Where did the peace sign come from?
It is instantly recognizable as a sign of peace, but what is the symbolism behind the peace sign?
The olive branch came from ancient Greece, the dove from the Bible â€¦ but where did that circle with the chicken-footprint come from?
Rewind back to 1958 when London textile designer, Gerald Holtom, wanted to create a symbol for marchers to carry on banners and signs at a “Ban the Bomb” march planned by the Direct Action Committee Against Nuclear War (DAC). The event was Britainâ€™s first major demonstration against nuclear weapons — a 52-mile march from London to the town of Aldermaston, home to an A-bomb research center.
Members of the DAC came to the march emblazoned with Holtomâ€™s circle-with-lines symbol; but to bystanders, its meaning was a mystery.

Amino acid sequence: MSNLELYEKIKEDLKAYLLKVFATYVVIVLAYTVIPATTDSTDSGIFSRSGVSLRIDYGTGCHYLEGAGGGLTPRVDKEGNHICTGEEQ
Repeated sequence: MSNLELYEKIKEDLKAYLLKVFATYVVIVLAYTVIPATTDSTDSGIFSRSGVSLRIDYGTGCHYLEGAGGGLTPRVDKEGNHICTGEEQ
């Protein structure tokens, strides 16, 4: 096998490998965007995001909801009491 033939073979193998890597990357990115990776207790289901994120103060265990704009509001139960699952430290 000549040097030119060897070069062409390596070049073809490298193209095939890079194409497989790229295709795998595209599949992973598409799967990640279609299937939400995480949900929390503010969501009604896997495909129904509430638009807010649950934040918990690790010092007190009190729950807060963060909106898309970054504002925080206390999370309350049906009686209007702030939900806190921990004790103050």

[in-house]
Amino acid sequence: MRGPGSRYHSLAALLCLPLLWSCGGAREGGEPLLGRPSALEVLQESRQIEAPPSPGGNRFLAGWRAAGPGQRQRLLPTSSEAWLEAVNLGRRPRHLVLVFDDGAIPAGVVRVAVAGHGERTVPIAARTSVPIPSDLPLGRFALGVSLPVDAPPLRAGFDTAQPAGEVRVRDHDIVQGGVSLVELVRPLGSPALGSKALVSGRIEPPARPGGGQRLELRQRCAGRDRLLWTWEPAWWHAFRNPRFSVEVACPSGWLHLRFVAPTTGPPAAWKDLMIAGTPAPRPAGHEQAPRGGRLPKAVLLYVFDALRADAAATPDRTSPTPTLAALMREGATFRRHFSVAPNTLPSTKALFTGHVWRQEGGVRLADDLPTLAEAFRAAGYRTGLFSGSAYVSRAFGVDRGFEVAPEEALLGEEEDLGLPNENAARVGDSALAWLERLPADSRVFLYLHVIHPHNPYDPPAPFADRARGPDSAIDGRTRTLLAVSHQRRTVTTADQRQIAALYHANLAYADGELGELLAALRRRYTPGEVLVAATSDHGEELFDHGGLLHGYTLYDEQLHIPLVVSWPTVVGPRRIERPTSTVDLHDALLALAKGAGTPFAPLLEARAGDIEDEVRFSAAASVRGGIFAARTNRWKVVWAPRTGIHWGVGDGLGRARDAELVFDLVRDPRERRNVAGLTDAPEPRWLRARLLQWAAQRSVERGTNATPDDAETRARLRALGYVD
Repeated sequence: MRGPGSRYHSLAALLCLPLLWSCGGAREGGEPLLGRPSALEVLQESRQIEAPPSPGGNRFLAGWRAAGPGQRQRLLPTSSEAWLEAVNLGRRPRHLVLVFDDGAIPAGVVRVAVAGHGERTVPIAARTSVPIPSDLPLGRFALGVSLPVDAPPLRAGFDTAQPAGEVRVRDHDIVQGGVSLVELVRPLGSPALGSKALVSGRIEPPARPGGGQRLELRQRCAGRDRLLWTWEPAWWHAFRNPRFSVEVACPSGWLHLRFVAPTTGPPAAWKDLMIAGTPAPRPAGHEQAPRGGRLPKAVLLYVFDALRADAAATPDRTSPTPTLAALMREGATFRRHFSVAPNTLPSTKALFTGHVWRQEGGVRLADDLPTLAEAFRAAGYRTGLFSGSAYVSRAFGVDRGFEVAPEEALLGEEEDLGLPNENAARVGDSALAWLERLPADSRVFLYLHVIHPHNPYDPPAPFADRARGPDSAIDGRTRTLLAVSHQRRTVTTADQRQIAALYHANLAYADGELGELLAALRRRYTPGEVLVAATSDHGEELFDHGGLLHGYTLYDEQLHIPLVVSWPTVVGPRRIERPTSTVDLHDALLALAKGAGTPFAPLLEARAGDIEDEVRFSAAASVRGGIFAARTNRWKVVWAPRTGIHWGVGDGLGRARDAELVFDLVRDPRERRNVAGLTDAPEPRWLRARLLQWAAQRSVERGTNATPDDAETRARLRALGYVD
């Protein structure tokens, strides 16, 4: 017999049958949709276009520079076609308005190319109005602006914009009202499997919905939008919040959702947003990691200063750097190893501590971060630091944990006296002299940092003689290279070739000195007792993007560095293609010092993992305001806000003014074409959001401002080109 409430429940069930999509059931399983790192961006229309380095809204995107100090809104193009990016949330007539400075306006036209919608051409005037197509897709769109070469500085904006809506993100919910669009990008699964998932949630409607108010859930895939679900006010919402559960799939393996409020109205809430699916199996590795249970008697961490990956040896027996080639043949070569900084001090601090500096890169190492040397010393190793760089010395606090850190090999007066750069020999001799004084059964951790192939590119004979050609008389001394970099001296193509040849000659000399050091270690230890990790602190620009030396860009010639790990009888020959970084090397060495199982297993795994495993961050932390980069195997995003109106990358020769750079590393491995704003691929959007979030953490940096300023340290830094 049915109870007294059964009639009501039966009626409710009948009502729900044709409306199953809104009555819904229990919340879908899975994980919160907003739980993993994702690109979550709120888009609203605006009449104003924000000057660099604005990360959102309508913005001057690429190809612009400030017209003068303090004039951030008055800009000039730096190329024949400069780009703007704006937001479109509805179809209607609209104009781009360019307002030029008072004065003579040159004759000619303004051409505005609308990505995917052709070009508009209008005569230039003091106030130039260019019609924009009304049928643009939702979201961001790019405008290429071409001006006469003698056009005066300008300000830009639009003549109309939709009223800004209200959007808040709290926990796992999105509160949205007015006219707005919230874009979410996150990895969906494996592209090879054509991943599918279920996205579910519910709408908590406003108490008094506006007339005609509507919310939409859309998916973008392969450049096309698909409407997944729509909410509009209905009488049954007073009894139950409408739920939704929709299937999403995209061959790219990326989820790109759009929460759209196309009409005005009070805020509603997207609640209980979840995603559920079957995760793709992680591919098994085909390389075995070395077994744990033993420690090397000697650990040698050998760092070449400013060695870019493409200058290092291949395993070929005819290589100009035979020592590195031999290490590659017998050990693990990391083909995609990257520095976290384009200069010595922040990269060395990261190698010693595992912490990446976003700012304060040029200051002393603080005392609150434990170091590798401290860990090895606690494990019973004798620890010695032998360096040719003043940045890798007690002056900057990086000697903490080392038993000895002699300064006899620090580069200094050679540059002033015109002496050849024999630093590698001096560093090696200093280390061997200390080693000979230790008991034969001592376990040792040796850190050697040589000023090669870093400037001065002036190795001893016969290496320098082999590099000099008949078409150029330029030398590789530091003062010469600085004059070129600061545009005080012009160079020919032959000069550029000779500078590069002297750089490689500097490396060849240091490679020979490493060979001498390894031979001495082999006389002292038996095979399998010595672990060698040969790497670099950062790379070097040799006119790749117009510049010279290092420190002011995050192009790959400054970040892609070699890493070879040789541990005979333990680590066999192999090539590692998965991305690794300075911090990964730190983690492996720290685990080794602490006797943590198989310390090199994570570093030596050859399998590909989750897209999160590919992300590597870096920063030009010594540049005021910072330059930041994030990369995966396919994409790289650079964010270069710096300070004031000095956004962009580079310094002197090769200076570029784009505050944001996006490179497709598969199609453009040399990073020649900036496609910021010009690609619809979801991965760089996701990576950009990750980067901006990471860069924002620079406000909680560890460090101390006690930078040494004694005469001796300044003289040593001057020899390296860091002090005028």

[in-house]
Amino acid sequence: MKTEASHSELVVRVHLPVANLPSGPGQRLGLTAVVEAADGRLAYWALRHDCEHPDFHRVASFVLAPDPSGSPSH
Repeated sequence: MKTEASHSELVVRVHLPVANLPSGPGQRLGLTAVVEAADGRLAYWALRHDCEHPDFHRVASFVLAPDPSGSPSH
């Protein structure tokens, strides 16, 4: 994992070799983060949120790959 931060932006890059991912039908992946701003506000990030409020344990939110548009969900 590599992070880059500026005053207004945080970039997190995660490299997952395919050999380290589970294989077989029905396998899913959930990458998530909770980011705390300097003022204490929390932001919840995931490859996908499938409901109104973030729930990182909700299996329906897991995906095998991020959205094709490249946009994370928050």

Nowadays we all know what the symbol stands for, but what is the meaning behind the design? Holtom created the symbol by combining flag semaphore signals, an alphabet signalling system where flags are waved in a particular pattern to symbolize different letters. The system was used in the maritime world in the 1800s to convey information at a distance.
Holtom used the signals for the letters “N” for nuclear and “D” for disarmament and put them in a circle. The symbol is essentially a logo for the concept of nuclear disarmament! Such graphic elegance.
Later the symbol was adopted by the Campaign for Nuclear Disarmament (CND). In 1960, the peace sign was imported to the United States via a peace sign button brought from the U.K. to the U.S. by Philip Altbach, a freshman at the University of Chicago.
The symbol had shown up here and there in the U.S. prior to that, but when Altbach convinced the Student Peace Union to adopt the sign as its symbol, the popularity of the peace sign grew immensely. By the late 1960s, the peace sign had become an international symbol adopted by anti-war protesters, and it doesn’t seem to be losing steam any time soon.